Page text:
Straight Time is based on Bunker's first person account of life on the inside and outside of prison No Beast so Fierce.  As the cover to the left proclaims Quentin Tarantino call this book "The best first person crime novel I've every read".
Bunker enjoyed some fame  after getting out of prison as a writer and actor- he played Mr. Blue in Resevoir Dogs.  His book Animal Factory was also made into a movie, with Willem Dafoe and Edward Furlong.  This is the real hard-boiled stuff.
Interesting that they change the name of the  movie to Straight Time.  As I was googling Straight Time, I forgot the title for a second and typed in Straight Life.
I got the schmaltzy Bobby Goldsboro song ( Leaving the straight life behind, I'm just playing a game in my mind ), and hardcore heroin memoir The Straight Life by the jazz great Art Pepper.
Pepper's autobiography is one of the best autobiographies that I have read.  When he talks about how he felt shooting up for the first time, you can actually understand how that lifesyle would have the attraction it does.
Most people do not fall into the down and out lifestyle of an addict for kicks; dope is not the gateway drug to injecting heroin.   Pain is the gateway drug to heroin.  Abuse is the gateway drug to heroin.  Being raped by family members you trust can be the gateway drug.  No, Pepper spells out his life story of pain and tragedies that bring a person to heroin.  When he describes in detail the pain, and then how for the first time in his life, he did not feel pain, he did not feel anything, and the absence was such a relief from a lifetime of hurt, it doesn't make you want to go out and score.  But it does gives us empathy for what drives people to addiction, to practices that can kill themselves a little bit everyday.  It does what the film Straight Time does: it shows us how some people who cannot fit into our society do not feel comfort in this society.  For the addict and the hard core criminal,  the concept of being out, or Straight Time,  or living the Straight Life is a  false dream that doesn't fit the cards they have been dealt.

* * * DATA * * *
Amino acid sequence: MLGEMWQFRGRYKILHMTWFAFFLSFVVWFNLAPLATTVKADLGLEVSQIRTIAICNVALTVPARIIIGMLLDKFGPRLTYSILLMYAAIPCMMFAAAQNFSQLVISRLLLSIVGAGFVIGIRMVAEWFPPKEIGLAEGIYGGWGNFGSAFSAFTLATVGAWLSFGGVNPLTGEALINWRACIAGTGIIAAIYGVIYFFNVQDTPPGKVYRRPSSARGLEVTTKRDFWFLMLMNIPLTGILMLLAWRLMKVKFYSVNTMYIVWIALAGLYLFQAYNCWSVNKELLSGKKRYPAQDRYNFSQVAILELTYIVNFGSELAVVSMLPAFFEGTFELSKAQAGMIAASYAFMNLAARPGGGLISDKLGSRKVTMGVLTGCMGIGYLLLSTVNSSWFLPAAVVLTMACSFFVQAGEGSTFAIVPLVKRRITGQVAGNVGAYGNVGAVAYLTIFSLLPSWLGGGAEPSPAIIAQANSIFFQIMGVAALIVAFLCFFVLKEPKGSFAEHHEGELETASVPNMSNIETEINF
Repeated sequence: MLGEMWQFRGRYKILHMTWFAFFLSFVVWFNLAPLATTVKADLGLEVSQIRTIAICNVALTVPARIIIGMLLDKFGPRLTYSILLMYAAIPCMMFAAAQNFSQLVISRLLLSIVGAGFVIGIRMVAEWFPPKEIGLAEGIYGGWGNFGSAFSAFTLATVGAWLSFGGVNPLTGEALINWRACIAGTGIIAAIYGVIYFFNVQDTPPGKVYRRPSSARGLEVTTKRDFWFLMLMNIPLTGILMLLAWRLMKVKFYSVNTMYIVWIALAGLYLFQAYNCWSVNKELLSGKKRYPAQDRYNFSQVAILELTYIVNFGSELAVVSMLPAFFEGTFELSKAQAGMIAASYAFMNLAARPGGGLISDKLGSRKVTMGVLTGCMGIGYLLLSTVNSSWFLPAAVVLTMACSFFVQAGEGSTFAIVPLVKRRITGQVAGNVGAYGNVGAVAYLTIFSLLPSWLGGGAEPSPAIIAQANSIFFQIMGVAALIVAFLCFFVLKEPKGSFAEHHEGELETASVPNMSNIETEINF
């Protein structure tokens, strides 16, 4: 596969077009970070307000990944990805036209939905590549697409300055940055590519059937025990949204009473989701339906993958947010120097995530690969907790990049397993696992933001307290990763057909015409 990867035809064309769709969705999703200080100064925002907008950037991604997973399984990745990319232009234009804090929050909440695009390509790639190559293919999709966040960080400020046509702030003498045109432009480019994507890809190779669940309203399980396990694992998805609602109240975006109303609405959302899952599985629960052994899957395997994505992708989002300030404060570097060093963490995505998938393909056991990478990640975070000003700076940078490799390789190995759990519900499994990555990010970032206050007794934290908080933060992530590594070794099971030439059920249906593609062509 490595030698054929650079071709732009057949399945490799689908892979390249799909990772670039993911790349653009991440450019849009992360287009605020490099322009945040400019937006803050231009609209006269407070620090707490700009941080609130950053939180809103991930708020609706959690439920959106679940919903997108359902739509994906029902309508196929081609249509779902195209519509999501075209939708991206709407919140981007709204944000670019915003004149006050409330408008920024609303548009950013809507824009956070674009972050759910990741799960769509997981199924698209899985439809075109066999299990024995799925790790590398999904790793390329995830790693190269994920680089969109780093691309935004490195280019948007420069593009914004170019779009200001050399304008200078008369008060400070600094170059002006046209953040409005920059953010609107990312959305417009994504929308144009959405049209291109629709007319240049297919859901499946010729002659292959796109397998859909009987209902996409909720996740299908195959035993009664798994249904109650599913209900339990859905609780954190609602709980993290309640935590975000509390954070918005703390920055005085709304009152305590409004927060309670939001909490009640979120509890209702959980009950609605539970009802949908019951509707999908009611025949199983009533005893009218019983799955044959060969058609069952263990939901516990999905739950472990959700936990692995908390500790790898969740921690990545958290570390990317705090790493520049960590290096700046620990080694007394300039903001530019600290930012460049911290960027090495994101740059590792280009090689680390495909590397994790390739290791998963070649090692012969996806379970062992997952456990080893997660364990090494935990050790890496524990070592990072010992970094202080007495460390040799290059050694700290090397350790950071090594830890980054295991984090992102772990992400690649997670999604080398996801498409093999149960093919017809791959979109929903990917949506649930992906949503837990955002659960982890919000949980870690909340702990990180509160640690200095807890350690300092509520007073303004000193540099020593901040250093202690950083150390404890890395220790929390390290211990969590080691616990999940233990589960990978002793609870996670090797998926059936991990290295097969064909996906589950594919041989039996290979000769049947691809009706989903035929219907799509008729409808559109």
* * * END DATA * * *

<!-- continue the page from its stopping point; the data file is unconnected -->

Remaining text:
I am reminded here of a person I will not name who was very close to me.   She was an alcoholic, which is a label we give to people who prefer the company of a bottle.  Her alcoholism did not define her, but her alcoholism killed her.    Contrary to the opinions of some people very close to me, it was not her moral failure or lack of control or her inability to say no to a drink that put the metaphoric gun in her hand.    It was the demons inside that grew from a world of deep pain and hurt, that come from an abuse of trust of some kind, the kind of abuse that drives a person to feel they are worthless, to devalue their life, to seek the solace in something to kill the pain.
In the end, the pain is killed, but so is the patient.  We hope  their peace in death provides a comfort that they could not enjoy in life.   But every death marks those left behind, and we are left to grapple with the unanswered questions to what we perceive as an unfinished life.  

1 comment:

  1. great movie, innit? That scene by the pool where Stanton says, "get me out of here"

    and Emmett Walsh ...